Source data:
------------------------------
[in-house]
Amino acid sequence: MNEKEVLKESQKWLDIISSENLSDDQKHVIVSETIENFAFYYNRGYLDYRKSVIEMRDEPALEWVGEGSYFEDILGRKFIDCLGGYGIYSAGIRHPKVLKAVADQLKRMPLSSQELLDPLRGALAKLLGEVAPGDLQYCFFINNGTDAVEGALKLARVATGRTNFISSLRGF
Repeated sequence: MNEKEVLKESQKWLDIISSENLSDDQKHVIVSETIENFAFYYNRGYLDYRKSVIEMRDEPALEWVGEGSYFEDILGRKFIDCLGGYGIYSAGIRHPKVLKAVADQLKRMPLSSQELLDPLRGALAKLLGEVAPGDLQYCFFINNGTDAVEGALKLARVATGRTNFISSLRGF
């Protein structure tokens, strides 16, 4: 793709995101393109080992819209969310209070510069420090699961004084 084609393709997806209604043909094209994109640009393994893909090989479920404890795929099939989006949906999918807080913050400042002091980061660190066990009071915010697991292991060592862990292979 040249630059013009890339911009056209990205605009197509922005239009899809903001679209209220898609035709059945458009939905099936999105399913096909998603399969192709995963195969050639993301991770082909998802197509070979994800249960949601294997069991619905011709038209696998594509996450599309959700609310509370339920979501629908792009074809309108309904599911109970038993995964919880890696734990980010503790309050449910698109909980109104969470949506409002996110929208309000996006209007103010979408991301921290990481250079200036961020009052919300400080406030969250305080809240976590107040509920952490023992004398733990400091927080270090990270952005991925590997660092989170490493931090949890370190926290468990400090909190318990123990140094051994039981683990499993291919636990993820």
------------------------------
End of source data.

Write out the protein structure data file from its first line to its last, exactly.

[in-house]
Amino acid sequence: MNEKEVLKESQKWLDIISSENLSDDQKHVIVSETIENFAFYYNRGYLDYRKSVIEMRDEPALEWVGEGSYFEDILGRKFIDCLGGYGIYSAGIRHPKVLKAVADQLKRMPLSSQELLDPLRGALAKLLGEVAPGDLQYCFFINNGTDAVEGALKLARVATGRTNFISSLRGF
Repeated sequence: MNEKEVLKESQKWLDIISSENLSDDQKHVIVSETIENFAFYYNRGYLDYRKSVIEMRDEPALEWVGEGSYFEDILGRKFIDCLGGYGIYSAGIRHPKVLKAVADQLKRMPLSSQELLDPLRGALAKLLGEVAPGDLQYCFFINNGTDAVEGALKLARVATGRTNFISSLRGF
């Protein structure tokens, strides 16, 4: 793709995101393109080992819209969310209070510069420090699961004084 084609393709997806209604043909094209994109640009393994893909090989479920404890795929099939989006949906999918807080913050400042002091980061660190066990009071915010697991292991060592862990292979 040249630059013009890339911009056209990205605009197509922005239009899809903001679209209220898609035709059945458009939905099936999105399913096909998603399969192709995963195969050639993301991770082909998802197509070979994800249960949601294997069991619905011709038209696998594509996450599309959700609310509370339920979501629908792009074809309108309904599911109970038993995964919880890696734990980010503790309050449910698109909980109104969470949506409002996110929208309000996006209007103010979408991301921290990481250079200036961020009052919300400080406030969250305080809240976590107040509920952490023992004398733990400091927080270090990270952005991925590997660092989170490493931090949890370190926290468990400090909190318990123990140094051994039981683990499993291919636990993820």